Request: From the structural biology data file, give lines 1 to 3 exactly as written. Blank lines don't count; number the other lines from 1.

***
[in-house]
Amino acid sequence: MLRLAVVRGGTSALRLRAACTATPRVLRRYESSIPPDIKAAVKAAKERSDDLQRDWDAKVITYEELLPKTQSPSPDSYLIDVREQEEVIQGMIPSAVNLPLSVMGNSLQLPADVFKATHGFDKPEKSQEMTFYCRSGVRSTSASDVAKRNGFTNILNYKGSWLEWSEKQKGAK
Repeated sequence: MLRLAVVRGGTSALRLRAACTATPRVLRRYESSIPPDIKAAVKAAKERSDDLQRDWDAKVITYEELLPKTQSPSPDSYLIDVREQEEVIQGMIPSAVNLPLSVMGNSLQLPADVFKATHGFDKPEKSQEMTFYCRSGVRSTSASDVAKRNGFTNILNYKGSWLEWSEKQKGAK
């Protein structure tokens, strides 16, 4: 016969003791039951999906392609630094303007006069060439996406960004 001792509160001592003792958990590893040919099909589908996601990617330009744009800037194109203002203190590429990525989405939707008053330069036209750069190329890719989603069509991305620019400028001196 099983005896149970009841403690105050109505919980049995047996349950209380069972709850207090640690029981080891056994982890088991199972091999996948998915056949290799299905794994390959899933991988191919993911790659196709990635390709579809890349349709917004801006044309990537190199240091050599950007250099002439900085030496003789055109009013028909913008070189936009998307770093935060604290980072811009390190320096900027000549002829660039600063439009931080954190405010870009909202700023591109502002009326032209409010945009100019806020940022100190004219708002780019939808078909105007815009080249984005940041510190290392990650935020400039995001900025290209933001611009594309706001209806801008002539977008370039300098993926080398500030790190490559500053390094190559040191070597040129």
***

[in-house]
Amino acid sequence: MLRLAVVRGGTSALRLRAACTATPRVLRRYESSIPPDIKAAVKAAKERSDDLQRDWDAKVITYEELLPKTQSPSPDSYLIDVREQEEVIQGMIPSAVNLPLSVMGNSLQLPADVFKATHGFDKPEKSQEMTFYCRSGVRSTSASDVAKRNGFTNILNYKGSWLEWSEKQKGAK
Repeated sequence: MLRLAVVRGGTSALRLRAACTATPRVLRRYESSIPPDIKAAVKAAKERSDDLQRDWDAKVITYEELLPKTQSPSPDSYLIDVREQEEVIQGMIPSAVNLPLSVMGNSLQLPADVFKATHGFDKPEKSQEMTFYCRSGVRSTSASDVAKRNGFTNILNYKGSWLEWSEKQKGAK